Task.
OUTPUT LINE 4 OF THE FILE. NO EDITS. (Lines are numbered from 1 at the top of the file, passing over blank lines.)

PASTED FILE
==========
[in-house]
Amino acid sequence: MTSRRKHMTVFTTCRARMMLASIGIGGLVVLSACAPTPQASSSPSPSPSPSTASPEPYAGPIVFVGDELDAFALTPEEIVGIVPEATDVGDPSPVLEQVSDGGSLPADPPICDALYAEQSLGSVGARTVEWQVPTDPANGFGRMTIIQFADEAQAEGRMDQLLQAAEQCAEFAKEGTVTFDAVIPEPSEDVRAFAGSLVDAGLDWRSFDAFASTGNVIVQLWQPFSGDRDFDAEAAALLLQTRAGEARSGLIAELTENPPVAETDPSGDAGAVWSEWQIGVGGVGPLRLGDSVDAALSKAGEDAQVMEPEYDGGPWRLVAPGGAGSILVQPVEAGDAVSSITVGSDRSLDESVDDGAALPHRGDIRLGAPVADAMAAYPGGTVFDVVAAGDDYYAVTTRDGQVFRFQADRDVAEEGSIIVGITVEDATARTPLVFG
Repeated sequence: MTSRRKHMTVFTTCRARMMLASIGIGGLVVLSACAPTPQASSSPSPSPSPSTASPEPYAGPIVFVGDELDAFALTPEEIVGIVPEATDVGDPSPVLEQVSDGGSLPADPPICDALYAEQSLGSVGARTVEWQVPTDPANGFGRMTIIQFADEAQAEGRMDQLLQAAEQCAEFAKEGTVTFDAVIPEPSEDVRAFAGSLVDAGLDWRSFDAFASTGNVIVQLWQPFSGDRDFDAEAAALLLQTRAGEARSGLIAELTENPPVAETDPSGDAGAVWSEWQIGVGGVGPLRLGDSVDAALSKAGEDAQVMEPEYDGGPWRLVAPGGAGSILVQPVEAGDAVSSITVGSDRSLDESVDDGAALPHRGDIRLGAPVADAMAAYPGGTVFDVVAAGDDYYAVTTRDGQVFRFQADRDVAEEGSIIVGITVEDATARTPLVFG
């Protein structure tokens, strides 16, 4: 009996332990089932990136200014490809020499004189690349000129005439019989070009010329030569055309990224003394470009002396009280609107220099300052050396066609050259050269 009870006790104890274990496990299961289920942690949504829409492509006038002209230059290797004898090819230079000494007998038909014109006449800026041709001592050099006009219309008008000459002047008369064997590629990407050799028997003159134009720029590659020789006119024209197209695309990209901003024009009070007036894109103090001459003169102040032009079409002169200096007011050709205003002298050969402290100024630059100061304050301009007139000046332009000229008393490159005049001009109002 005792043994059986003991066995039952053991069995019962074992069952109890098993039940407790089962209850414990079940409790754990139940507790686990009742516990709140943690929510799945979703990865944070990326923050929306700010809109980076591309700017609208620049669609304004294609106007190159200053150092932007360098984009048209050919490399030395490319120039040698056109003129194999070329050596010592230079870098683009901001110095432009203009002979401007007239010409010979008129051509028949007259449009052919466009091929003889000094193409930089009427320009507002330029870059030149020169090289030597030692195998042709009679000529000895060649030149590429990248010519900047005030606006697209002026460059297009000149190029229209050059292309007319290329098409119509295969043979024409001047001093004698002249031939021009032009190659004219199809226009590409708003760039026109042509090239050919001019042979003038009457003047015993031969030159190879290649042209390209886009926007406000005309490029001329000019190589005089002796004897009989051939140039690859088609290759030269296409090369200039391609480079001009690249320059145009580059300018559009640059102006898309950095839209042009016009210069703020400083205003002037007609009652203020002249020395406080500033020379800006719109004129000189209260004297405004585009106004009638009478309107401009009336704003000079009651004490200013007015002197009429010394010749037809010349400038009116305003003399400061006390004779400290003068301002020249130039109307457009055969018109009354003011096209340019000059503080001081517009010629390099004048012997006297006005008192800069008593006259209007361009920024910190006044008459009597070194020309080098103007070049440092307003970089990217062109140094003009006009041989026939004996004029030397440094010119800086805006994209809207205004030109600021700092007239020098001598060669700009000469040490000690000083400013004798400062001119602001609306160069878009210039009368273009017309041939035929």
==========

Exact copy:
């Protein structure tokens, strides 16, 4: 009996332990089932990136200014490809020499004189690349000129005439019989070009010329030569055309990224003394470009002396009280609107220099300052050396066609050259050269 009870006790104890274990496990299961289920942690949504829409492509006038002209230059290797004898090819230079000494007998038909014109006449800026041709001592050099006009219309008008000459002047008369064997590629990407050799028997003159134009720029590659020789006119024209197209695309990209901003024009009070007036894109103090001459003169102040032009079409002169200096007011050709205003002298050969402290100024630059100061304050301009007139000046332009000229008393490159005049001009109002 005792043994059986003991066995039952053991069995019962074992069952109890098993039940407790089962209850414990079940409790754990139940507790686990009742516990709140943690929510799945979703990865944070990326923050929306700010809109980076591309700017609208620049669609304004294609106007190159200053150092932007360098984009048209050919490399030395490319120039040698056109003129194999070329050596010592230079870098683009901001110095432009203009002979401007007239010409010979008129051509028949007259449009052919466009091929003889000094193409930089009427320009507002330029870059030149020169090289030597030692195998042709009679000529000895060649030149590429990248010519900047005030606006697209002026460059297009000149190029229209050059292309007319290329098409119509295969043979024409001047001093004698002249031939021009032009190659004219199809226009590409708003760039026109042509090239050919001019042979003038009457003047015993031969030159190879290649042209390209886009926007406000005309490029001329000019190589005089002796004897009989051939140039690859088609290759030269296409090369200039391609480079001009690249320059145009580059300018559009640059102006898309950095839209042009016009210069703020400083205003002037007609009652203020002249020395406080500033020379800006719109004129000189209260004297405004585009106004009638009478309107401009009336704003000079009651004490200013007015002197009429010394010749037809010349400038009116305003003399400061006390004779400290003068301002020249130039109307457009055969018109009354003011096209340019000059503080001081517009010629390099004048012997006297006005008192800069008593006259209007361009920024910190006044008459009597070194020309080098103007070049440092307003970089990217062109140094003009006009041989026939004996004029030397440094010119800086805006994209809207205004030109600021700092007239020098001598060669700009000469040490000690000083400013004798400062001119602001609306160069878009210039009368273009017309041939035929």